Wednesday, 2 April 2008

Advancing with Rails course - Day 3 - pt2

Rails Routing

routing system does 2 things

1) recognises and inteprets URLs
2) generating URLs and path strings in your views

- goals to determine controller and action
store other values in params hash

- arguments to link_to, form_for, etc
- for redirection in controllers
anywhere you need a path or URL in your actual code

top-level route

map.root :controller => "cards"

link_to "top", root_path

map.connect ':controller/:action/:id'

shows what you want your URL to look like

routing system only makes sense to itself -> only the routing system can know what the URL means if it generated it.

routing system doesn't know how to resolve for another application

model doesn't know the controller which is manipulating it.

to inject css into a link_to

<%= link_to "log in", {:controller => 'this', :action => 'that'}, :class => "blah" %>

hard coding

map.connect 'help',
:controller => "leagues",
;action => "assist"

this will resolve to the specific path leagues/assist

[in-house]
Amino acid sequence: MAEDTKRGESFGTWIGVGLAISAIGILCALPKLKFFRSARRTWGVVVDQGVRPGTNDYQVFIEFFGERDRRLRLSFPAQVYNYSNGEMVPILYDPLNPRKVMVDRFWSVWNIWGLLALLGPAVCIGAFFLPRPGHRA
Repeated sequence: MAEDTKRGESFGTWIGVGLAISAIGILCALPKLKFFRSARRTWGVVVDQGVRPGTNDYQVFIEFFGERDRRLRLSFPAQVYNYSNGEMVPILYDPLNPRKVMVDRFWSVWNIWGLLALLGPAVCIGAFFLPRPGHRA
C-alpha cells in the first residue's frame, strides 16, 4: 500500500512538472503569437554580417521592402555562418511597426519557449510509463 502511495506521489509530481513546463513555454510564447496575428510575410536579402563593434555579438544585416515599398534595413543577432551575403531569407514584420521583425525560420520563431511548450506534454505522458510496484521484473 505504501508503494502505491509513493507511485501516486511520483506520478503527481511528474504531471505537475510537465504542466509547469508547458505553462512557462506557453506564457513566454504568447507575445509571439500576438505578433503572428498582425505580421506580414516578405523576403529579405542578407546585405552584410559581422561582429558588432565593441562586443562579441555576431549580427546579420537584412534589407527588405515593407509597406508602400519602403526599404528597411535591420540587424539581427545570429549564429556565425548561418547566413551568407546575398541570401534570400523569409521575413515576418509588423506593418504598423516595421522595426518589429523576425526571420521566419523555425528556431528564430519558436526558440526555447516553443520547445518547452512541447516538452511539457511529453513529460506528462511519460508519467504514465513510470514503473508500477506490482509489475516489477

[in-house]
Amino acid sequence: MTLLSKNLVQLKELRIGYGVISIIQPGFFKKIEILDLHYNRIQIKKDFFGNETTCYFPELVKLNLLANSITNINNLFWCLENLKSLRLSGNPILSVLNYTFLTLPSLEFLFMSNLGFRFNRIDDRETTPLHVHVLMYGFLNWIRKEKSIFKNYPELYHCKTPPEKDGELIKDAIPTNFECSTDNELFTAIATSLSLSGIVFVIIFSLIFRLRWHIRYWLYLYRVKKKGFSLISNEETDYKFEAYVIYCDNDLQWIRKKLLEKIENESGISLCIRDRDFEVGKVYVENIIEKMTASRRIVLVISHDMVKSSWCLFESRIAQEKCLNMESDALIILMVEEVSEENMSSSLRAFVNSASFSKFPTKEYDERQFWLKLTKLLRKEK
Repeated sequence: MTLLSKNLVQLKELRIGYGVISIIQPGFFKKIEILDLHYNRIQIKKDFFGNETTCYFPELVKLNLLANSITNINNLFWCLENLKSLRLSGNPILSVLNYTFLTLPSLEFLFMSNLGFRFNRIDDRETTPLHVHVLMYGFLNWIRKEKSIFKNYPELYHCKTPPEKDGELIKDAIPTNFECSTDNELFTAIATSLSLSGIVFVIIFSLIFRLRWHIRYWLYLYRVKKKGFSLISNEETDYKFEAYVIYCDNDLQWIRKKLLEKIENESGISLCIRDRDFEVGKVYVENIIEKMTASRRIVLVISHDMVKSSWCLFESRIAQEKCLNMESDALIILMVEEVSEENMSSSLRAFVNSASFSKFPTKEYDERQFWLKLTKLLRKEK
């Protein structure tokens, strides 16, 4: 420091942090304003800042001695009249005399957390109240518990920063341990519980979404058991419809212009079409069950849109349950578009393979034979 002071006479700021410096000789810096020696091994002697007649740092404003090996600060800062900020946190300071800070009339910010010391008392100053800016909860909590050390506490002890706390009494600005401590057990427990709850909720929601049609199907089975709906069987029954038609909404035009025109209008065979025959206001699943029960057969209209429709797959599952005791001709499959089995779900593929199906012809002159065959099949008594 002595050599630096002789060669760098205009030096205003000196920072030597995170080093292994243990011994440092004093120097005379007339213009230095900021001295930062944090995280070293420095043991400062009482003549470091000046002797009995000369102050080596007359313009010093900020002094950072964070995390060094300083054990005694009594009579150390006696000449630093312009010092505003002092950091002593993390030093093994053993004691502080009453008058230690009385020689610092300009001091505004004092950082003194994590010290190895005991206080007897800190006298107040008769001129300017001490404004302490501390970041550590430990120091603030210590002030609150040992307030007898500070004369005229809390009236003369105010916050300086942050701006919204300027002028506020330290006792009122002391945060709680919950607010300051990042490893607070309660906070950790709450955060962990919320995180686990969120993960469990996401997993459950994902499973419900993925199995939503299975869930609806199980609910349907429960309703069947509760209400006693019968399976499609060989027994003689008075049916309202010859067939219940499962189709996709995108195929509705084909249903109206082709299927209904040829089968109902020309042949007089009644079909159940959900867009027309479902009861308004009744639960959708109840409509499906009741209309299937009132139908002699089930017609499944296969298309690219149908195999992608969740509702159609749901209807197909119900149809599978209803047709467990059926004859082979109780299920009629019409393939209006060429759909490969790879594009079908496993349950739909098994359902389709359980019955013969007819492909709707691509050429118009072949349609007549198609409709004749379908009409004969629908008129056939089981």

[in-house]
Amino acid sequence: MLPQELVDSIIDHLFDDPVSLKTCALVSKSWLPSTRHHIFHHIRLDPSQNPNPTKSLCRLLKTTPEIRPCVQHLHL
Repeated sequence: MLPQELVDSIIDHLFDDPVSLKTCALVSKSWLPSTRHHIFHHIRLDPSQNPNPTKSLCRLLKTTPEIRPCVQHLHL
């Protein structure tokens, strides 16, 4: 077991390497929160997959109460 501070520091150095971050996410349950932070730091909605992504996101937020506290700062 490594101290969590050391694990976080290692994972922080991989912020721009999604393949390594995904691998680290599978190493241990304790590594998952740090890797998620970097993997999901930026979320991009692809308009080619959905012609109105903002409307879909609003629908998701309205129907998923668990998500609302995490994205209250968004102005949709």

and will only resolve /help as that

map.connect 'help/:controller', :action => "assist"

resolves controller in to the path wibble/assist

extra wildcards can also be added and matched positionally, which are then stored in params
:id is special case though, which allows it to be nil, whereas anything else needs to specified,
or will find no route (unless you use globbing)

you can constrain the wildcards with pattern matching, etc and have many of these, but orderis important
(higher up the routes.rb file, will hit first)

You may need to catch a routing error.

current and default values

missing components get defaults

:controller and :action from current ones
:id, :topic, etc from params hash

default gets turned off after the first one you specify

named routes:

map.<name> "name",
:controller => :x,
:action => :y

then allows
redirect_to name_url
link_to "text" name_path

map.vampires 'vampire/:name/:capacity',
:controller => :cards,
:action => :vampires

<%= link_to "#{vampire} with capacity #{capacity}",
vampires_path :name => vampire, :capacity => capacity %>

<%= link_to "#{vampire} with capacity #{capacity}",
vampires_path (vampire, capacity) %>
(walks through the list into the url space)

Named routes and CRUD

these can be expressive and encourage good action names

cluster thinking around the operation (borrow book is create loan, renew is update, return is destroy/delete, view all loans is read)

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